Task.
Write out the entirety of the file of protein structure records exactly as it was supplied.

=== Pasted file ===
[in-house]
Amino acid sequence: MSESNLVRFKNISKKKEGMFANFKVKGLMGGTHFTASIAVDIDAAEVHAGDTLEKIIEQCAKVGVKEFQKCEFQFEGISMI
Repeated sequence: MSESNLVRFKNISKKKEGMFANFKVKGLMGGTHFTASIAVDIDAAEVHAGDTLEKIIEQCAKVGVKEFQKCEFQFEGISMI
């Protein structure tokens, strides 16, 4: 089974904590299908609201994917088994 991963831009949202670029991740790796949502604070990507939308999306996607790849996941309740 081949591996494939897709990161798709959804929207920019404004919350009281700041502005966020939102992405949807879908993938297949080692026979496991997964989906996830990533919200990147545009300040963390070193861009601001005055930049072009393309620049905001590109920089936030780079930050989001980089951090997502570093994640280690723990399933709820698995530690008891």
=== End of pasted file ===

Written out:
[in-house]
Amino acid sequence: MSESNLVRFKNISKKKEGMFANFKVKGLMGGTHFTASIAVDIDAAEVHAGDTLEKIIEQCAKVGVKEFQKCEFQFEGISMI
Repeated sequence: MSESNLVRFKNISKKKEGMFANFKVKGLMGGTHFTASIAVDIDAAEVHAGDTLEKIIEQCAKVGVKEFQKCEFQFEGISMI
């Protein structure tokens, strides 16, 4: 089974904590299908609201994917088994 991963831009949202670029991740790796949502604070990507939308999306996607790849996941309740 081949591996494939897709990161798709959804929207920019404004919350009281700041502005966020939102992405949807879908993938297949080692026979496991997964989906996830990533919200990147545009300040963390070193861009601001005055930049072009393309620049905001590109920089936030780079930050989001980089951090997502570093994640280690723990399933709820698995530690008891």